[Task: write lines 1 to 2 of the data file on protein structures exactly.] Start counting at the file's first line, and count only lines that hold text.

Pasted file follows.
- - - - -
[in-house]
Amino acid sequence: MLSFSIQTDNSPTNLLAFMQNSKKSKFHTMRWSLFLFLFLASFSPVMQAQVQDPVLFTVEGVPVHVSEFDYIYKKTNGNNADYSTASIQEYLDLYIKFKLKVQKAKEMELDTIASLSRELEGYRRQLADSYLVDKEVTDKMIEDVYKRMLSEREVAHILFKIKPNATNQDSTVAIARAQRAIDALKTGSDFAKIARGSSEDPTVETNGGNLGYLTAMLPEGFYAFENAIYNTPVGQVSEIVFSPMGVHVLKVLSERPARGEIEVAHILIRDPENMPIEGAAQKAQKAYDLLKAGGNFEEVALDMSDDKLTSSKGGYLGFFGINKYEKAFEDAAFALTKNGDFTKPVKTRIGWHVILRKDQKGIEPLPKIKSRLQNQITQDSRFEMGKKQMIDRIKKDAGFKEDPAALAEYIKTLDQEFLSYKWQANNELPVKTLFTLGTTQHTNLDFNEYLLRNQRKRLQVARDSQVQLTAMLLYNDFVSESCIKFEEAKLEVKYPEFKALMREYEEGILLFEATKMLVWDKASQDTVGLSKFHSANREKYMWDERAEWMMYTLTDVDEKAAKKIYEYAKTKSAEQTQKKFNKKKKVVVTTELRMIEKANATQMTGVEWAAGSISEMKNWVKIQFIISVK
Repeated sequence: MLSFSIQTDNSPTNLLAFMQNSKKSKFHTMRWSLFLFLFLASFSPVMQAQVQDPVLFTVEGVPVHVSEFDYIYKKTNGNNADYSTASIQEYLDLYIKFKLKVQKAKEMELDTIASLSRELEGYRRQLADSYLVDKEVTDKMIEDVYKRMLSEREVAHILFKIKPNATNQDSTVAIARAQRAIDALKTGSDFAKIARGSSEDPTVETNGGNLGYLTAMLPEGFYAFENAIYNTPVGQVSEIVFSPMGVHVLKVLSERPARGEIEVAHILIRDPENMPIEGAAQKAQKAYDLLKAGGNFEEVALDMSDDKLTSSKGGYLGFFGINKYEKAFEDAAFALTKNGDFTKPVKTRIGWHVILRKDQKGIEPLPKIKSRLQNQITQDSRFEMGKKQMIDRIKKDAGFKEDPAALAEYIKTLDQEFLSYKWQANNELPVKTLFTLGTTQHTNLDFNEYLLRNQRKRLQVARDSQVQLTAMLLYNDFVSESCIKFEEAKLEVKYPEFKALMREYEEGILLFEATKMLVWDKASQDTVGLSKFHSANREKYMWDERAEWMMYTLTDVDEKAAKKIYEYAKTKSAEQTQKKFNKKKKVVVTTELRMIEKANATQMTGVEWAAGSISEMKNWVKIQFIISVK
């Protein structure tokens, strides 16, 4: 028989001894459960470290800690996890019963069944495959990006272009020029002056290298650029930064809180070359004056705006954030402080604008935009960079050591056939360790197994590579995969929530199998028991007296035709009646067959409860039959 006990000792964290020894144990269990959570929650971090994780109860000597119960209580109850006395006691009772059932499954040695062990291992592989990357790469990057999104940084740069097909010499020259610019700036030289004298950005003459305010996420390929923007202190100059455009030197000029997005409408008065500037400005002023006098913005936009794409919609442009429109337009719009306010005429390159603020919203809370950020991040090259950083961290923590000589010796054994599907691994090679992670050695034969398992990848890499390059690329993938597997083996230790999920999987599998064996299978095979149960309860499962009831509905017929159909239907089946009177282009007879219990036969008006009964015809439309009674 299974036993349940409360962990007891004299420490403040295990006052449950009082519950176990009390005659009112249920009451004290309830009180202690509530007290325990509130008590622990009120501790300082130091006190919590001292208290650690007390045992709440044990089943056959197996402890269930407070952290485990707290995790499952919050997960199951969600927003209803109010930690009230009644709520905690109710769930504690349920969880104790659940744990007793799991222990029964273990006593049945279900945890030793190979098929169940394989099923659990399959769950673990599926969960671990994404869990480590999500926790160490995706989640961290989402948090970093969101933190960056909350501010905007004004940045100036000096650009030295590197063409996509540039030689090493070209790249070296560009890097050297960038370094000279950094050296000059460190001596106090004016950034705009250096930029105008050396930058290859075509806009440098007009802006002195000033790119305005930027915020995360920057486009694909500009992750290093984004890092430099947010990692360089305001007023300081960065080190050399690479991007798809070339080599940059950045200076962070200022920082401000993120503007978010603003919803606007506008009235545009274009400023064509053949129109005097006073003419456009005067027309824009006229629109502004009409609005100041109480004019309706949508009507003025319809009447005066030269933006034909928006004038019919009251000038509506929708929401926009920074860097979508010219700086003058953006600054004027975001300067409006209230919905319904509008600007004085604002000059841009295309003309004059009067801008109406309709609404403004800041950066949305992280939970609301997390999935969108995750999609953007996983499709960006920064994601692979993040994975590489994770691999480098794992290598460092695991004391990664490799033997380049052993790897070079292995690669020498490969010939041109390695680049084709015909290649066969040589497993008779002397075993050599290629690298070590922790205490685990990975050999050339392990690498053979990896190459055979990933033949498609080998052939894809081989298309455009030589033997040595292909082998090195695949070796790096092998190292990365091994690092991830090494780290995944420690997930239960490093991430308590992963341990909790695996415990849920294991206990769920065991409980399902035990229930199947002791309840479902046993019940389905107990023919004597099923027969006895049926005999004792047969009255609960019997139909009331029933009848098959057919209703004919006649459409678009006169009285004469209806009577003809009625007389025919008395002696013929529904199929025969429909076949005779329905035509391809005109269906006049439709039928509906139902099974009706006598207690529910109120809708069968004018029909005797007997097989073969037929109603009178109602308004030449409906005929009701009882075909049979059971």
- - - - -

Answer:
[in-house]
Amino acid sequence: MLSFSIQTDNSPTNLLAFMQNSKKSKFHTMRWSLFLFLFLASFSPVMQAQVQDPVLFTVEGVPVHVSEFDYIYKKTNGNNADYSTASIQEYLDLYIKFKLKVQKAKEMELDTIASLSRELEGYRRQLADSYLVDKEVTDKMIEDVYKRMLSEREVAHILFKIKPNATNQDSTVAIARAQRAIDALKTGSDFAKIARGSSEDPTVETNGGNLGYLTAMLPEGFYAFENAIYNTPVGQVSEIVFSPMGVHVLKVLSERPARGEIEVAHILIRDPENMPIEGAAQKAQKAYDLLKAGGNFEEVALDMSDDKLTSSKGGYLGFFGINKYEKAFEDAAFALTKNGDFTKPVKTRIGWHVILRKDQKGIEPLPKIKSRLQNQITQDSRFEMGKKQMIDRIKKDAGFKEDPAALAEYIKTLDQEFLSYKWQANNELPVKTLFTLGTTQHTNLDFNEYLLRNQRKRLQVARDSQVQLTAMLLYNDFVSESCIKFEEAKLEVKYPEFKALMREYEEGILLFEATKMLVWDKASQDTVGLSKFHSANREKYMWDERAEWMMYTLTDVDEKAAKKIYEYAKTKSAEQTQKKFNKKKKVVVTTELRMIEKANATQMTGVEWAAGSISEMKNWVKIQFIISVK